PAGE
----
TWO-TIME GRAMMY® Award Winners, Cathy Fink & Marcy Marxer are master musicians with a career spanning over 35 years. Their superb harmonies are backed by instrumental virtuosity on the guitar, five-string banjo, ukulele, mandolin, cello-banjo, and many other instruments. An eclectic folk festival on their own terms, their repertoire ranges from classic country to western swing, gypsy jazz to bluegrass, and old-time string band to contemporary folk including some original gems. Their versatility defies a brief description. Perhaps “well rounded Americana” does it best.
In February 2017, the duo released their 45th recording, “GET UP AND DO RIGHT”. The album features duets of some of their favorite songs by songwriters such as Alice Gerrard, Tom Paxton, Ola Belle Reed and David Francey, with an original tune and song for good measure. The last piece, “Song of Joy” is by their good friend Ken Whitely and includes percussion and a vocal ensemble the duo created with their own voices.
Cathy & Marcy have performed at hundreds of bluegrass and folk festivals and taught at close to 100 music camps. The Washington Area Music Association has recognized the duo with over 60 WAMMIE Awards for folk, bluegrass and children’s music. They have performed with Pete Seeger, Theodore Bikel, Tom Paxton, Patsy Montana, Riders in the Sky and a wide range of musical luminaries.
Cathy & Marcy have earned two GRAMMY® Awards for their recordings “cELLAbration: a Tribute to Ella Jenkins” and for “Bon Appétit!”. Their CDs “Postcards” and “Banjo Talkin’” were both GRAMMY® nominated in the Best Traditional Folk Album category. They have also produced recordings by Tom Paxton, Si Kahn, Ysaye Barnwell, Sam Gleaves, M.S.G. Blues Trio, Patsy Montana, Bonnie Rideout, Bill Harley, Pat Humphries and many other artists.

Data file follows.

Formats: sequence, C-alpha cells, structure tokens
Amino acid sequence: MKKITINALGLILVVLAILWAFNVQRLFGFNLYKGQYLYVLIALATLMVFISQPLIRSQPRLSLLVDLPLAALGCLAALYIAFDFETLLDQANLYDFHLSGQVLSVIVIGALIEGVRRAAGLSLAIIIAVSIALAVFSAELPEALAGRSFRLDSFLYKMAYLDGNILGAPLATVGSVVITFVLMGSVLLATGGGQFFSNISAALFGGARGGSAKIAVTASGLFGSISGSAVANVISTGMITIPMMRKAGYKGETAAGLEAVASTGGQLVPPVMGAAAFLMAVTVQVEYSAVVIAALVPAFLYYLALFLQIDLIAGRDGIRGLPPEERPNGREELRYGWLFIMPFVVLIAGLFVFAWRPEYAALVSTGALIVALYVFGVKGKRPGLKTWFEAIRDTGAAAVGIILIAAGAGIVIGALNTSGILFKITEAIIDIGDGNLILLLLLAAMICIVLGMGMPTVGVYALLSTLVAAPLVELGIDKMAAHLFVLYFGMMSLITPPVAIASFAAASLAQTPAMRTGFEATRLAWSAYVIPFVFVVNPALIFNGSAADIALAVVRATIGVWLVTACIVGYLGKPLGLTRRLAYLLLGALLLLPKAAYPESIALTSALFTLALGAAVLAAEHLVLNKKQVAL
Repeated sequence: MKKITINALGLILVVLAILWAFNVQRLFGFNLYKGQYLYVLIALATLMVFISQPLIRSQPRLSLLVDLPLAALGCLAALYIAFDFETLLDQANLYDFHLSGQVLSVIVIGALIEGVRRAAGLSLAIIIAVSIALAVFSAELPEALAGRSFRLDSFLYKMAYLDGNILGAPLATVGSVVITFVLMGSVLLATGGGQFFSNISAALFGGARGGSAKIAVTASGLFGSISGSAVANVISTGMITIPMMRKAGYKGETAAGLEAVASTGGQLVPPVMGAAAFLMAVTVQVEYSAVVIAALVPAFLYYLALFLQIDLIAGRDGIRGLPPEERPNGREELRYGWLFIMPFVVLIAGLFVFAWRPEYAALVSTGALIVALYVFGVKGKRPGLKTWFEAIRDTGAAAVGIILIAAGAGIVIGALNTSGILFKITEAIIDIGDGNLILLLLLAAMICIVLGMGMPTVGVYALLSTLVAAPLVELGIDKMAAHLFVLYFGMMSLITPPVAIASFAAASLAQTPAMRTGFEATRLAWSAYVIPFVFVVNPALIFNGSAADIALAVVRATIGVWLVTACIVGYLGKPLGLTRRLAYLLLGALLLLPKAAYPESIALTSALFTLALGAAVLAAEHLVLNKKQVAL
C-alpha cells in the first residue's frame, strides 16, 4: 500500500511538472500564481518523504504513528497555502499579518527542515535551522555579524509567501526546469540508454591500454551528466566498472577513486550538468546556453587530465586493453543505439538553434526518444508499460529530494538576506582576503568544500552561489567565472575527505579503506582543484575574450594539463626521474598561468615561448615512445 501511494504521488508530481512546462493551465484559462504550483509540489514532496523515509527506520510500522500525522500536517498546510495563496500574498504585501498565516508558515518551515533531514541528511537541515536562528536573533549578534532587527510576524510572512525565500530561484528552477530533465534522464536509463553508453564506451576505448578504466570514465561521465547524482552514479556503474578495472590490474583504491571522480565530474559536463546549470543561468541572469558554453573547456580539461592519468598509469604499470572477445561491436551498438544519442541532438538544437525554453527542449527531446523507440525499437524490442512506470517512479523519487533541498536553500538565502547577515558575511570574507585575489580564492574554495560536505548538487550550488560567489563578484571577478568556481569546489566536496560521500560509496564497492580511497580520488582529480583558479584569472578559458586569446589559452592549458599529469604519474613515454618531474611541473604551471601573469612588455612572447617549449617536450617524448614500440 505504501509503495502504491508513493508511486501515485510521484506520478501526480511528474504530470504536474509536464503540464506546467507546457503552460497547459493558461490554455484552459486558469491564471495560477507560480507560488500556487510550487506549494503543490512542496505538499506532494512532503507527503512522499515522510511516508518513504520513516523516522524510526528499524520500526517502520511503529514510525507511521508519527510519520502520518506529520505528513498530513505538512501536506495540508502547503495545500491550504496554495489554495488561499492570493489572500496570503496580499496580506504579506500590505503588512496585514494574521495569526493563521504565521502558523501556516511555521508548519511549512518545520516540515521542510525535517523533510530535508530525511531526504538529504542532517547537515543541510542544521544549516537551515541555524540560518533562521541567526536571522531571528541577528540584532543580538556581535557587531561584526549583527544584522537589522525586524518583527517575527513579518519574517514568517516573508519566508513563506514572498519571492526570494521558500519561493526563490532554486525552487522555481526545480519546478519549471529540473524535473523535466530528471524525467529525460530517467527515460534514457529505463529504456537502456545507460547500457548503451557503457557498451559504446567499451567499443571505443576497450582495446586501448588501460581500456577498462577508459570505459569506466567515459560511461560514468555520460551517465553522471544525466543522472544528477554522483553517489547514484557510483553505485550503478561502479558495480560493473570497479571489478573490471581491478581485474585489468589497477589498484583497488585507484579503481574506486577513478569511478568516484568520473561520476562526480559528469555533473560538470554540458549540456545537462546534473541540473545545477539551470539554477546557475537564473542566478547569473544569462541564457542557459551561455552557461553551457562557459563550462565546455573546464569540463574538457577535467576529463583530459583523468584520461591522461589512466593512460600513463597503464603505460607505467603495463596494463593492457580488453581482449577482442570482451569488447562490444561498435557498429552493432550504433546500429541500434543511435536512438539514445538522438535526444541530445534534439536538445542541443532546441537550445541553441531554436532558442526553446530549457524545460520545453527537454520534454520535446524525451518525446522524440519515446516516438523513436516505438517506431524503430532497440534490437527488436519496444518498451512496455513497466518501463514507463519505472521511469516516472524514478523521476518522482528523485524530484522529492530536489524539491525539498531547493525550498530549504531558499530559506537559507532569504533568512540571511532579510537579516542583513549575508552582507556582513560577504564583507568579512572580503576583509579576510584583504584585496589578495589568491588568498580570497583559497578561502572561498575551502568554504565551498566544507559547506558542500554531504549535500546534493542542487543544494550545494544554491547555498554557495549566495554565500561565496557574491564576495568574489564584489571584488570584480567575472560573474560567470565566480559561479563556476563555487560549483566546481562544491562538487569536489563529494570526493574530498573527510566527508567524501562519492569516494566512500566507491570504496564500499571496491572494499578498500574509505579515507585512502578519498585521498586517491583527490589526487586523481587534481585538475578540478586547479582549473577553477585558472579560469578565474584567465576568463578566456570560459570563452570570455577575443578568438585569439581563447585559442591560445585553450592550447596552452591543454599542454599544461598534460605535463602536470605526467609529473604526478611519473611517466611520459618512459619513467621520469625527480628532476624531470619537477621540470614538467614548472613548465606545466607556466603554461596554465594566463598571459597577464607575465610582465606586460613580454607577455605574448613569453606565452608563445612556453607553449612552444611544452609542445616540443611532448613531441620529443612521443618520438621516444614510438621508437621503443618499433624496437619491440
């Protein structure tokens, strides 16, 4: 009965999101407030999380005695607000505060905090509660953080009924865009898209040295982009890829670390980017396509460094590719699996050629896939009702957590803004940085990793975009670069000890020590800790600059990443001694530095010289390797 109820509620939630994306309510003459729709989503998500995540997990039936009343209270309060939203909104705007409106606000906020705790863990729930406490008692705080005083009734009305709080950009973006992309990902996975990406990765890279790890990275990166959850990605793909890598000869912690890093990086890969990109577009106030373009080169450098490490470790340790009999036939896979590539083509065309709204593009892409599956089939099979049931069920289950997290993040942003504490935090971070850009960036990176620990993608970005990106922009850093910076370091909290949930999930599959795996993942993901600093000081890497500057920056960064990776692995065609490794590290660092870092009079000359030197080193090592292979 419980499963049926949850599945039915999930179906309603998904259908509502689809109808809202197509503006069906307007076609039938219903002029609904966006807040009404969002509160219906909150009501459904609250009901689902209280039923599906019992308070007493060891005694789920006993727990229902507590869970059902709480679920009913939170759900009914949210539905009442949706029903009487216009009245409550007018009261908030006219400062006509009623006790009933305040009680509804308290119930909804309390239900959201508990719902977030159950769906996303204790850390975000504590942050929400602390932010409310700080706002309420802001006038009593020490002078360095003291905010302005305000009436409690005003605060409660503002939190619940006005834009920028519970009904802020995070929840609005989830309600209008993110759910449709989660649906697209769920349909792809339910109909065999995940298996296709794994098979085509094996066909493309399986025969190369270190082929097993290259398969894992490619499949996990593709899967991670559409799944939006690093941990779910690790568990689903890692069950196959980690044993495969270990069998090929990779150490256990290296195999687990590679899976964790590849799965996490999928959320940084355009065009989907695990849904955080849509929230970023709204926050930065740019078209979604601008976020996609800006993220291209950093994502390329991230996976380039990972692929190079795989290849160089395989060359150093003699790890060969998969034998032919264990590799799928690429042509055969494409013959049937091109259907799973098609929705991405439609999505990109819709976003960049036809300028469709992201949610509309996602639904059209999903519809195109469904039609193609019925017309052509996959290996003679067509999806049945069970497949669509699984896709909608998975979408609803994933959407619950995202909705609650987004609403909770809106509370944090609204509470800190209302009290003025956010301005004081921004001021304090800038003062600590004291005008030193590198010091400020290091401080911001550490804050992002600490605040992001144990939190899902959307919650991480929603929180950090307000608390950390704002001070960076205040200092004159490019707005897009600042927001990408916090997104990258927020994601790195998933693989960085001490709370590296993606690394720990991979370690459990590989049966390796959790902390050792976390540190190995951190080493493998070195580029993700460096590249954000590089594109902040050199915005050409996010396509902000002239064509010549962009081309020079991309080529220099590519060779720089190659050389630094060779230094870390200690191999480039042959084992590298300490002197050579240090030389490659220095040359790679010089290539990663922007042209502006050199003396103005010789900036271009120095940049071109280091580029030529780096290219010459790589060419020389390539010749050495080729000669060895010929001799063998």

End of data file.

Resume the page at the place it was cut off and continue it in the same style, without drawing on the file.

Molsky’s Mountain Drifters – Tradition steeped in possibility.
Bruce Molsky, “one of America’s premier fiddling talents” (Mother Jones) and Grammy-nominated artist on fiddle, banjo, guitar and song is delighted to present his new group already on tour in the US. Bruce’s previous collaborations, with Anonymous 4, 1865 – Songs of Hope and Home from the American Civil War, was released to rave reviews and was on the top 10 Billboard charts for weeks. He is also a special guest on legendary guitarist Mark Knopfler’s latest CD, Tracker and is working on his 3rd album with Andy Irvine & Donal Lunny’s supergroup Mozaik.
You can also hear Bruce on BBC TV Transatlantic Sessions singing with Joan Osborne, Julie Fowlis and fiddling with Scottish legend Aly Bain and America’s great dobroist Jerry Douglas. Bruce is also Berklee College of Music’s Visiting Scholar in the American Roots Program.
Allison de Groot combines wide ranging virtuosity and passion for old-time music. With her own bands The Goodbye Girls and Oh My Darling, she has played Trafalgar Square in London, Newport Folk Festival, Stockholm Folk Festival, the Winnipeg Folk Festival, and Tønder Festival in Denmark. Like Bruce, Allison loves collaborating and bringing new ideas to old music, and brings a fresh approach to the trio.
Boston-based Stash Wyslouch is one of bluegrass’s great young genre-bending pioneers. He got his start as a guitarist in metal bands before immersing himself in roots music as a member of The Deadly Gentlemen. Stash is a veteran festival performer, having played at Grey Fox Bluegrass Festival, Rockygrass, Merlefest, Savannah Music Festival and others. Coming over from the punk-metal world, Stash brings great sensitivity and real emotion to the trio, plus some superb guitar and vocal chops.